The wife of the murdered John Wright, and his killer. Mrs. Hale remembers Minnie for her youthful innocence and happiness before she was married (when she was Minnie Foster).
Born Minnie Foster, she used to be a happy, lively girl who sang in the local choir, but after she married John Wright, her life became unhappy and forlorn. Although she does not appear in the play, she is the main suspect in her husband's murder and sends Mrs. Peters and Mrs.
Minnie Foster is a woman who is under investigation for the murder of her husband, Mr. Wright. Two men and their wives travel to the scene of the crime to further examine the setting of the scene.
Minnie Foster/Wright in Trifles is described as a woman who has been broken down by her husband's abuse. She used to be an extroverted, glamorous woman but has now been reduced to someone who wears shabby clothes and does not clean her house properly.
Minnie Wright, is found guilty of the murder of her husband. John Wright, a farmer, who was found dead in his bed by a neighbor, Mr. Hale.
Minnie killed her husband by strangling him in retribution for his final cruelness of killing her pet bird, the only being that provided happiness and company for her in the loneliness of her home and the patriarchal society that isolated her (and all women).
A person may be guilty of a crime in reality and found innocent in a court of law. This is the outcome that faces Minnie Foster in “Trifles,” a short story, by Susan Glaspell. Minnie is found innocent of the murder of her husband because of reasonable doubt and circumstantial evidence.
Hale steals the spotlight. Throughout the play, she's the one who's pushing the main action forward. Whenever the men swing through the kitchen with a sexism drive-by, Mrs. Hale is the one who challenges this, along with Mrs.
In “Trifles” by Susan Glaspell Minnie Foster was found sitting in her chair knitting while the investigator found her husband strangled to death in their bed.
The play is loosely based on the murder of John Hossack, which Glaspell reported on while working as a journalist for the Des Moines Daily News. On December 2, 1900, Hossack's wife, Margaret, reported to the police that an unknown person broke into their house and murdered John with an axe while she slept next to him.
The Rocking chair is another important symbol in the story. The chair symbolizes the absent Minnie Wright. The rocking chair “was dingy, with wooden rungs up the back, and the middle rung was gone, and the chair sagged to one side”(Glaspell 157), which was not anything like Mrs. Hale used to remember it being.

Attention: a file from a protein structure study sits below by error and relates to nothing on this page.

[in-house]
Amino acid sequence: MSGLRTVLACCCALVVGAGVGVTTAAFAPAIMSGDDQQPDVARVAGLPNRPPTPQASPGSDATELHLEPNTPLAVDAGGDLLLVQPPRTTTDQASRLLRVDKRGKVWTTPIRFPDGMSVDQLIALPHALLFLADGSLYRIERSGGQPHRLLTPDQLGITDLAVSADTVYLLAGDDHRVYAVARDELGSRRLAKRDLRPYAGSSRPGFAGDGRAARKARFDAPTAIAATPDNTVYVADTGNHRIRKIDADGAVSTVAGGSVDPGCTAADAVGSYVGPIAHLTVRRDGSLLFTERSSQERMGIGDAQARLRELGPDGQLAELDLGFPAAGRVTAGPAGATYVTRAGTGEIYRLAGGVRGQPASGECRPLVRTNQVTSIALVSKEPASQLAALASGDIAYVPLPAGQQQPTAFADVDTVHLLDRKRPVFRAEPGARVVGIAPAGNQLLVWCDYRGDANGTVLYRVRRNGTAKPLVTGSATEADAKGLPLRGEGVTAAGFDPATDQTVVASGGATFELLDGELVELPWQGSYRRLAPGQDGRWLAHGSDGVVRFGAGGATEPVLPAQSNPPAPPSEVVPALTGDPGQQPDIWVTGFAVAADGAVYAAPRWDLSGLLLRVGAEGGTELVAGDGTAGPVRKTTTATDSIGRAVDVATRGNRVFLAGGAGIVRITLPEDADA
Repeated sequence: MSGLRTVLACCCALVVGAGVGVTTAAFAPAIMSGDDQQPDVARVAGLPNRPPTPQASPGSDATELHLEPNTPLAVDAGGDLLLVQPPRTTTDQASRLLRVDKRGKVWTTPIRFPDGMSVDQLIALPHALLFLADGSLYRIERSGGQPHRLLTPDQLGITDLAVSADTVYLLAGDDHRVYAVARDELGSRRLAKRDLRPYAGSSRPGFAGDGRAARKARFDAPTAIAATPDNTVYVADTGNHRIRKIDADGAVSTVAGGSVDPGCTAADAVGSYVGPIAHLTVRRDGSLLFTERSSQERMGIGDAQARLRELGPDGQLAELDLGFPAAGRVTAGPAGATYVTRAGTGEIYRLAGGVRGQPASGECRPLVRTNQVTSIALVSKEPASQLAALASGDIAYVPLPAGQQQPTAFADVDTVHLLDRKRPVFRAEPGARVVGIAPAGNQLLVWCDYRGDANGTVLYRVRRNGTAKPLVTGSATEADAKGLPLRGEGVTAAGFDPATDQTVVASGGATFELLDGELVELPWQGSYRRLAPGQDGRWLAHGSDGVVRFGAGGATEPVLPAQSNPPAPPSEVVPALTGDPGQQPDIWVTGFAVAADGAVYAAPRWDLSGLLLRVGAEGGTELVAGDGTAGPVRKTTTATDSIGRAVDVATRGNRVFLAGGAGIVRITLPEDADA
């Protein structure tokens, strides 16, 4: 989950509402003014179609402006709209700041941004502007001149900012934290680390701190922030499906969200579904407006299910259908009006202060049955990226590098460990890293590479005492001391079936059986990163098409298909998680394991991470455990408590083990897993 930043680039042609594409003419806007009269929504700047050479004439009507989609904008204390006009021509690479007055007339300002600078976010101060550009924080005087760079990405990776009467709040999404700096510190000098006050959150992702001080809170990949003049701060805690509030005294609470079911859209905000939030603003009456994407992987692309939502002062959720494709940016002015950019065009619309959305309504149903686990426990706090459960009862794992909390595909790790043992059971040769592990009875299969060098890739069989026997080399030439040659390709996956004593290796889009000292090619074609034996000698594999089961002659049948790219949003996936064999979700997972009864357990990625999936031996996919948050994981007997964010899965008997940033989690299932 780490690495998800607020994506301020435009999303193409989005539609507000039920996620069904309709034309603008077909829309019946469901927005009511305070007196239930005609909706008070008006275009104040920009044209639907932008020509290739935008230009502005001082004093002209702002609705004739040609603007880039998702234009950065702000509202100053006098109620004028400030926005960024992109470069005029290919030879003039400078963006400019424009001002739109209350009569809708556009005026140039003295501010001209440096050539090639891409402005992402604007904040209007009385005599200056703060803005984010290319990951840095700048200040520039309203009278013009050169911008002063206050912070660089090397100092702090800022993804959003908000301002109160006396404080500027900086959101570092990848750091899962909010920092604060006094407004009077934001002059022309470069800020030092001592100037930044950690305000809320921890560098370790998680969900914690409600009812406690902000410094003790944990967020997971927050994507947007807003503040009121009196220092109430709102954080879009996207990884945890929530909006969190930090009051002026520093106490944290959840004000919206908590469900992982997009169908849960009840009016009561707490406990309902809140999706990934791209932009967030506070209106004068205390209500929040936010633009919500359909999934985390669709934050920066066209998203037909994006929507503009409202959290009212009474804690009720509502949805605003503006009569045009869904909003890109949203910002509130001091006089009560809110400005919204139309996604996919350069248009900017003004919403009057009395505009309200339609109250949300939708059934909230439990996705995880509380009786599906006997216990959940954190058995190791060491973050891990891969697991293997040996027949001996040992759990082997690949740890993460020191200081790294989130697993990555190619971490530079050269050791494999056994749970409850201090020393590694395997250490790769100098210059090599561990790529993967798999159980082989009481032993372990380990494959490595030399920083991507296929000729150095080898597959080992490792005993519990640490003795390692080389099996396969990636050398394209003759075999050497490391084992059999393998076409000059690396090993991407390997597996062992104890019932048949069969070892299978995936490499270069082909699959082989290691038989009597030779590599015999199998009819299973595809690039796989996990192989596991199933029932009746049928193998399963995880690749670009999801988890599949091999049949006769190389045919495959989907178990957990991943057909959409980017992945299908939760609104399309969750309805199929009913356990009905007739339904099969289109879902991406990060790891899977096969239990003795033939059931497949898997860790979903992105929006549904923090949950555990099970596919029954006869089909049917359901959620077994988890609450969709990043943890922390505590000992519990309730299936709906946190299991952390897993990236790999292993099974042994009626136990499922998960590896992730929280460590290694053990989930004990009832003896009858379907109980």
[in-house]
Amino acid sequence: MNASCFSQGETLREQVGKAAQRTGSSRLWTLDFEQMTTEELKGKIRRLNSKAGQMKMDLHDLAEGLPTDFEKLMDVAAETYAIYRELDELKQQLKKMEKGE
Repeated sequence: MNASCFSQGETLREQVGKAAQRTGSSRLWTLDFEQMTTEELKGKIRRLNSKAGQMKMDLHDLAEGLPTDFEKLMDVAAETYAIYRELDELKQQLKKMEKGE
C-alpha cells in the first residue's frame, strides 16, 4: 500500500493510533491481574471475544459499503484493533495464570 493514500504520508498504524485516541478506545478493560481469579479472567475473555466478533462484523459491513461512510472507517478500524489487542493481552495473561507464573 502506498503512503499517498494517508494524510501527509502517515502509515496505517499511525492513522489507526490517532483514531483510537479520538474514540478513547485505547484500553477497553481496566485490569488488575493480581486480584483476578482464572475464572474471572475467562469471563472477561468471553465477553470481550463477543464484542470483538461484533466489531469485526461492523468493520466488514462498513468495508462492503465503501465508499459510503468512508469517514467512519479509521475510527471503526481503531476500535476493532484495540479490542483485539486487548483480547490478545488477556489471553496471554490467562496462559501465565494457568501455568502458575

Martha Hale is established as the protagonist of the story from the first few paragraphs. She is more strong-willed than Mrs. Peters (and is given a first name, unlike the other woman).
Drama, Mystery, Parable.
The title of the play refers to the concerns of the women in the play, which the men consider to be only “trifles.” This includes such things as the canning jars of fruit that Minnie Wright is concerned about despite being held for murder, as well as the quilt and other items that Minnie asks to have brought to her at ...
Themes. Scholars have stated that themes covered in Susan Glaspell's A Jury of Her Peers explore the concepts of good and bad, law vs justice, and the world of men vs the world of women.
The bird also symbolizes Minnie's need for companionship in her childless home, and the death of the bird showed that John not only didn't acknowledge this need but actually removed her remaining source of happiness in a cruel and brutal way.
The title of the play is oozing with irony. The title comes from this gem of a line from Hale: "Well, women are used to worrying about trifles" (132). He says this in response to the fact that Mrs. Wright seems to be more worried about her preserves bursting than she is about the fact that she's being held for murder.
The County Attorney may be our antagonist, but he's not necessarily a bad bad guy. The dude is just trying to solve a murder, which is his job. Still, he's the main force that the protagonist, Mrs. Hale, ends up working against.
The turning point, or climax, of a play occurs at the high dramatic point of the story, when the conflict begins to be resolved. In Susan Glaspell's play "Trifles," the climax occurs when Mrs. Peters and Mrs. Hale decide to hide a dead bird from authorities investigating a murder case.
Trifles also has a protagonist (Mr. Wright even though he is dead) and an antagonist (Minnie, the wife). The play is also a mystery; it is obvious that from the start, Minnie takes the life of her husband. Her justification does not make sense at all and is quite insubstantial.
Wright took from her by killing her bird and since she does not have this right anymore, she killed her husband. Mr. Wright took the freedom of Mrs. Wright which is something allowed at that time because men had more power than women so Mr.
Hale and Mrs. Peters realize from the clues they find that Mrs. Wright (Minnie Foster) has killed her husband but that she was justified in doing so.
Though it is made very clear in the opening scene of this play that Mrs. Wright is in fact guilty of the murder of her husband, the theme of this play is not solely based on the idea of feminism and social hierarchies. It is upon the continuation of reading this play that the true and deeper symbolism is revealed.
What happened to Mrs. Wright's bird? Mr. Wright killed it.